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Kim Henderson - Doing our duty

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WORLD Radio - Kim Henderson - Doing our duty

A happy hometown history that shaped a Marine


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NICK EICHER, HOST: Today is Wednesday, June 29th. Good morning! This is The World and Everything in It from listener-supported WORLD Radio. I’m Nick Eicher.

MARY REICHARD, HOST: And I’m Mary Reichard. Here’s WORLD commentator Kim Henderson on the people and things worth protecting.

KIM HENDERSON, COMMENTATOR: For me, military history begins in 2015. That’s when our youngest son flew the coop, landing 663.4 miles due east.

According to those who’ve been there, done that, Marine training is bad enough in cool seasons. Our person of interest arrived in a month of heat so notorious it is the stuff of country music. Even so, Trace Adkins’ song about Parris Island in July is said to have compelled a fair share of fence-straddlers toward the recruiting station, and his lyrics were belting out loud across our badminton net during a pre-D-Day family match. (That’s D-Day, as in departure day.) The song’s line, “So gung ho to go and pay the price,” was more than this mama could take, though. A five-minute meltdown/game delay ensued.

Just who was responsible for the military bent in our son I cannot say, but when pressed hard, he puts the blame on me.

“It was that diorama of the Twin Towers you made me do,” he finally admits, referring to a project back in ninth grade. “I feel like 9-11 was the call of my generation,” he goes on, reminding me (for the umpteenth time) why he had to do his four years—“his duty.”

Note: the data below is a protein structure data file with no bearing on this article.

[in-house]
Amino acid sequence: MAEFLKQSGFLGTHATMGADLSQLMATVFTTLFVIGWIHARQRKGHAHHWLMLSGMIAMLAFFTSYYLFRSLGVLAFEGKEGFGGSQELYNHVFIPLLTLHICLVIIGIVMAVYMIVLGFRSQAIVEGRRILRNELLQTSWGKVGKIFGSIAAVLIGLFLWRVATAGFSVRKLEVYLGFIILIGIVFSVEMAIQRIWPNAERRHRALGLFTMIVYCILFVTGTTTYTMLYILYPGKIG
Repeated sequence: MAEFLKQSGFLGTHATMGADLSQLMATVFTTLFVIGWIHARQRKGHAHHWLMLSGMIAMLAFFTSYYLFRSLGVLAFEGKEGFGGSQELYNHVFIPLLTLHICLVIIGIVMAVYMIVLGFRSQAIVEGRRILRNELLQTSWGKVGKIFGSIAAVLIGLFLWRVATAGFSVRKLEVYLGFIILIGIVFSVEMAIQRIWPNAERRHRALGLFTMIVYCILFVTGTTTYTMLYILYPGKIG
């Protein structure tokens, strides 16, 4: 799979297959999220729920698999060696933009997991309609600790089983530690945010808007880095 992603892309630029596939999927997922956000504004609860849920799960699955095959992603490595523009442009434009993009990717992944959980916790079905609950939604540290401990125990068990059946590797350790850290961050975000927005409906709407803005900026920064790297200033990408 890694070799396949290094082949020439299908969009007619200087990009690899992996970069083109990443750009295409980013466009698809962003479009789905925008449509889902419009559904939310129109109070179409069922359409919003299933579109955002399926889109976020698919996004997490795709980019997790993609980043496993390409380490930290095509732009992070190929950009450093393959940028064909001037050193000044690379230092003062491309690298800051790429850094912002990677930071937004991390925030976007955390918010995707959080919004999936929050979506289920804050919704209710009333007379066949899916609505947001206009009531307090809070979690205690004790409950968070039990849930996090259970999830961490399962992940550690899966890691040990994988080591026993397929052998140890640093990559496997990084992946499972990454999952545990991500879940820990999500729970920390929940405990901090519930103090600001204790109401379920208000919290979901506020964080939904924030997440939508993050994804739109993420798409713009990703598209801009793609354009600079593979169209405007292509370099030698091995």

I get it. Duty had him taking an oath and walking down a concourse on that long ago Monday, and it was duty that had me setting one less place at the dinner table.

At least our Marine-in-the-making went off with a happy hometown history tucked under his belt. One that began in a delivery room at the local hospital and wound its way through nearby baseball diamonds, Scout camps, and a whole bunch of yards deeply beholden to his weed eating skills.

Our friendly doctor taught him first aid, and the patient Mr. Russell taught (well, tried to teach) him piano.

He had coaches who worked him out and over, and mowing customers who just plain worked him.

He had the fish house and the pizza place and a host of kitchens in between spend years filling him up and filling him out.

He had afternoons at Ms. Dorsie’s pond, nights at Exchange Club fairs, and a first drive in his first truck down the town boulevard.

Best of all, he had a church send him off with its blessing and his pastors promise to hold him accountable.

So maybe the military bent started there, in a community with a way of life that made him believe they’re worth protecting. Maybe that’s the benefit of living where folks seek the welfare of their city, like Jeremiah described.

A mom should be thankful for that.

So maybe we’re all doing our duty, parents, growing them up just to see them go. And hometowns staying with them forever—even if only in their memories.

Who knows? Maybe Parris Island in July would be a bit more bearable if all recruits had happy hometown histories tucked under their belts.

I’m Kim Henderson.


WORLD Radio transcripts are created on a rush deadline. This text may not be in its final form and may be updated or revised in the future. Accuracy and availability may vary. The authoritative record of WORLD Radio programming is the audio record.

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